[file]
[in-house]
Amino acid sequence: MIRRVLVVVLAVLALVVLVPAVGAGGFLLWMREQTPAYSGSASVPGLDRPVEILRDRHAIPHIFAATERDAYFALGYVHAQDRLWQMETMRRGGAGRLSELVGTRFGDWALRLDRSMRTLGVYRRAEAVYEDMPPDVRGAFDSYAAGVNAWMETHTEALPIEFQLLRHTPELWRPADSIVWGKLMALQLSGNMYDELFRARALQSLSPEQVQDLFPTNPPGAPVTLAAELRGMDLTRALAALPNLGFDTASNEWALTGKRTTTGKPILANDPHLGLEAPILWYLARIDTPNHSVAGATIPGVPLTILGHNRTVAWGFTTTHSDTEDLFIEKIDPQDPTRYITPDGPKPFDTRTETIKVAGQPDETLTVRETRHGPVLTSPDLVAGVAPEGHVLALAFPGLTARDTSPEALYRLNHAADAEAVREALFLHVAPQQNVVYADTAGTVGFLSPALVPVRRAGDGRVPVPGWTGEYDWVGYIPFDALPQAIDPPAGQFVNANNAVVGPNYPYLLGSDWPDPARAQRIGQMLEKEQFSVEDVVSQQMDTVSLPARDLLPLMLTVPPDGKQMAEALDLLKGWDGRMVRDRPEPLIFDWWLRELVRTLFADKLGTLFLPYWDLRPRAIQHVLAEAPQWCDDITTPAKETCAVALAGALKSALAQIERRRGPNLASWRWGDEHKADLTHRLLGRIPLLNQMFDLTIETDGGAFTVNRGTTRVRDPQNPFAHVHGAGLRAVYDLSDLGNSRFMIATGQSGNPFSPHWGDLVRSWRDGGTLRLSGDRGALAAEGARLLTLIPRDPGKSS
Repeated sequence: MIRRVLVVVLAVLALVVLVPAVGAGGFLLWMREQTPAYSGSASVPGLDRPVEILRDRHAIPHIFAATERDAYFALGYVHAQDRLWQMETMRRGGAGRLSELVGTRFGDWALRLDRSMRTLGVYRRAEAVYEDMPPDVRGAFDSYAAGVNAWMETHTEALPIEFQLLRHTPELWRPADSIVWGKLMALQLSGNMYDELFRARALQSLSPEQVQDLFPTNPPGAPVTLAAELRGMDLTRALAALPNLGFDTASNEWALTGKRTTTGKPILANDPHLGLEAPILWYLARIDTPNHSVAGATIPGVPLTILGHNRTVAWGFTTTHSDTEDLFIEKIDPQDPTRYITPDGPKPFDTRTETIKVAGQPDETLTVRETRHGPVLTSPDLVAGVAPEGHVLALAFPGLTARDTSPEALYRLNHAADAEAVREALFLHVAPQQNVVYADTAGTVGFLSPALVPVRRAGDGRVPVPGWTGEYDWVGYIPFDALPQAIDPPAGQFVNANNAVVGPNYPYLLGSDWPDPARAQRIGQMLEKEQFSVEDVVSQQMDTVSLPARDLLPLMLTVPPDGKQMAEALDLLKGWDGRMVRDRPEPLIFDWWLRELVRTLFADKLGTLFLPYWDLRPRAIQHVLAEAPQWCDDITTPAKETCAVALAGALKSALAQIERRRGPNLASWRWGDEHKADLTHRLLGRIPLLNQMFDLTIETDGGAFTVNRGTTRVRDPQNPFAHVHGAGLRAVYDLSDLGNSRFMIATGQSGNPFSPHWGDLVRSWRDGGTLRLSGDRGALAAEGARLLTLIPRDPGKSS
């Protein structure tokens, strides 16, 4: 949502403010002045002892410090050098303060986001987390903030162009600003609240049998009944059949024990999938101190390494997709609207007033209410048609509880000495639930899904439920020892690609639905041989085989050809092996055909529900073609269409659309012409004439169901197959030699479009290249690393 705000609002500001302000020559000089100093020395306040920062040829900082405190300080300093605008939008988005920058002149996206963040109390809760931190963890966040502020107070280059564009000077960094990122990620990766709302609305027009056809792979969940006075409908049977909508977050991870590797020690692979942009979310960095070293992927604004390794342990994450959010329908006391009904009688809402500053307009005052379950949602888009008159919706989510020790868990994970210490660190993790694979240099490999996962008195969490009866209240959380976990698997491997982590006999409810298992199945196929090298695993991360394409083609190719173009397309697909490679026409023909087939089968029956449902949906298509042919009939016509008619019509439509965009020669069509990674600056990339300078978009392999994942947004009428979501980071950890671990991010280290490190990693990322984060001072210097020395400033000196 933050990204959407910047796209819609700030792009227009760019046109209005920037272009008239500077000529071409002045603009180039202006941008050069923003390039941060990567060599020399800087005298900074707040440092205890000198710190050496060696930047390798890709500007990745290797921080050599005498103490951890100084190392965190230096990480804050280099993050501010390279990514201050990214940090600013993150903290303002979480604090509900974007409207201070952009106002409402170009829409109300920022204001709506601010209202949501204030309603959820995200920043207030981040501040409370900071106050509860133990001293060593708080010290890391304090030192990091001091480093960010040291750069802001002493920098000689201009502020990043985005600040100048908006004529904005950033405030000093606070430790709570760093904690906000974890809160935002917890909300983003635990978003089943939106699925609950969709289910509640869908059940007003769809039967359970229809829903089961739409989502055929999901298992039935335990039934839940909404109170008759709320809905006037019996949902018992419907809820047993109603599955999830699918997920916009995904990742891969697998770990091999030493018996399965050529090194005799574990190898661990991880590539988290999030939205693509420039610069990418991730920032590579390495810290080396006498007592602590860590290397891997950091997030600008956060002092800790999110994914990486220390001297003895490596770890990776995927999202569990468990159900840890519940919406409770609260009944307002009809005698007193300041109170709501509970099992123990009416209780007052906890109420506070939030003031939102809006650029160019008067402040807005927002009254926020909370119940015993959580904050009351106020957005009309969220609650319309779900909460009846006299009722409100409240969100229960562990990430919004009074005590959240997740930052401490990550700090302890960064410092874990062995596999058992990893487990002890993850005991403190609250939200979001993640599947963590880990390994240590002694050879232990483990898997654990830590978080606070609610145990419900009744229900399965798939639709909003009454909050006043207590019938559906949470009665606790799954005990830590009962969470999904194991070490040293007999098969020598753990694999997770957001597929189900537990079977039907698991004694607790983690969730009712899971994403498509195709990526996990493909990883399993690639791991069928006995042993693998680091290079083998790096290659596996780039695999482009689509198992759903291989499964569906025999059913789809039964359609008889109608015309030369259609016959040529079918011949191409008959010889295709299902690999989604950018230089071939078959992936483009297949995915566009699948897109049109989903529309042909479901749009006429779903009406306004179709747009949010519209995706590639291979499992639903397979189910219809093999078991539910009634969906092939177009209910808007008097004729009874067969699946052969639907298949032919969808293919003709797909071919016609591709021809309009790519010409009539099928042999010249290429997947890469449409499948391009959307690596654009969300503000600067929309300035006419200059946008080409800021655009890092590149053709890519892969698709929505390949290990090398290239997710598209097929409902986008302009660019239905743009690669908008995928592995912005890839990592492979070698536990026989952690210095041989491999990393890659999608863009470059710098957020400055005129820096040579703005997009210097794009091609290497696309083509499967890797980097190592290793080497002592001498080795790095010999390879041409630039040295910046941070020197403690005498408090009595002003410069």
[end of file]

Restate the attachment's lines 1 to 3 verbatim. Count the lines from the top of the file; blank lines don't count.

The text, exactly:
[in-house]
Amino acid sequence: MIRRVLVVVLAVLALVVLVPAVGAGGFLLWMREQTPAYSGSASVPGLDRPVEILRDRHAIPHIFAATERDAYFALGYVHAQDRLWQMETMRRGGAGRLSELVGTRFGDWALRLDRSMRTLGVYRRAEAVYEDMPPDVRGAFDSYAAGVNAWMETHTEALPIEFQLLRHTPELWRPADSIVWGKLMALQLSGNMYDELFRARALQSLSPEQVQDLFPTNPPGAPVTLAAELRGMDLTRALAALPNLGFDTASNEWALTGKRTTTGKPILANDPHLGLEAPILWYLARIDTPNHSVAGATIPGVPLTILGHNRTVAWGFTTTHSDTEDLFIEKIDPQDPTRYITPDGPKPFDTRTETIKVAGQPDETLTVRETRHGPVLTSPDLVAGVAPEGHVLALAFPGLTARDTSPEALYRLNHAADAEAVREALFLHVAPQQNVVYADTAGTVGFLSPALVPVRRAGDGRVPVPGWTGEYDWVGYIPFDALPQAIDPPAGQFVNANNAVVGPNYPYLLGSDWPDPARAQRIGQMLEKEQFSVEDVVSQQMDTVSLPARDLLPLMLTVPPDGKQMAEALDLLKGWDGRMVRDRPEPLIFDWWLRELVRTLFADKLGTLFLPYWDLRPRAIQHVLAEAPQWCDDITTPAKETCAVALAGALKSALAQIERRRGPNLASWRWGDEHKADLTHRLLGRIPLLNQMFDLTIETDGGAFTVNRGTTRVRDPQNPFAHVHGAGLRAVYDLSDLGNSRFMIATGQSGNPFSPHWGDLVRSWRDGGTLRLSGDRGALAAEGARLLTLIPRDPGKSS
Repeated sequence: MIRRVLVVVLAVLALVVLVPAVGAGGFLLWMREQTPAYSGSASVPGLDRPVEILRDRHAIPHIFAATERDAYFALGYVHAQDRLWQMETMRRGGAGRLSELVGTRFGDWALRLDRSMRTLGVYRRAEAVYEDMPPDVRGAFDSYAAGVNAWMETHTEALPIEFQLLRHTPELWRPADSIVWGKLMALQLSGNMYDELFRARALQSLSPEQVQDLFPTNPPGAPVTLAAELRGMDLTRALAALPNLGFDTASNEWALTGKRTTTGKPILANDPHLGLEAPILWYLARIDTPNHSVAGATIPGVPLTILGHNRTVAWGFTTTHSDTEDLFIEKIDPQDPTRYITPDGPKPFDTRTETIKVAGQPDETLTVRETRHGPVLTSPDLVAGVAPEGHVLALAFPGLTARDTSPEALYRLNHAADAEAVREALFLHVAPQQNVVYADTAGTVGFLSPALVPVRRAGDGRVPVPGWTGEYDWVGYIPFDALPQAIDPPAGQFVNANNAVVGPNYPYLLGSDWPDPARAQRIGQMLEKEQFSVEDVVSQQMDTVSLPARDLLPLMLTVPPDGKQMAEALDLLKGWDGRMVRDRPEPLIFDWWLRELVRTLFADKLGTLFLPYWDLRPRAIQHVLAEAPQWCDDITTPAKETCAVALAGALKSALAQIERRRGPNLASWRWGDEHKADLTHRLLGRIPLLNQMFDLTIETDGGAFTVNRGTTRVRDPQNPFAHVHGAGLRAVYDLSDLGNSRFMIATGQSGNPFSPHWGDLVRSWRDGGTLRLSGDRGALAAEGARLLTLIPRDPGKSS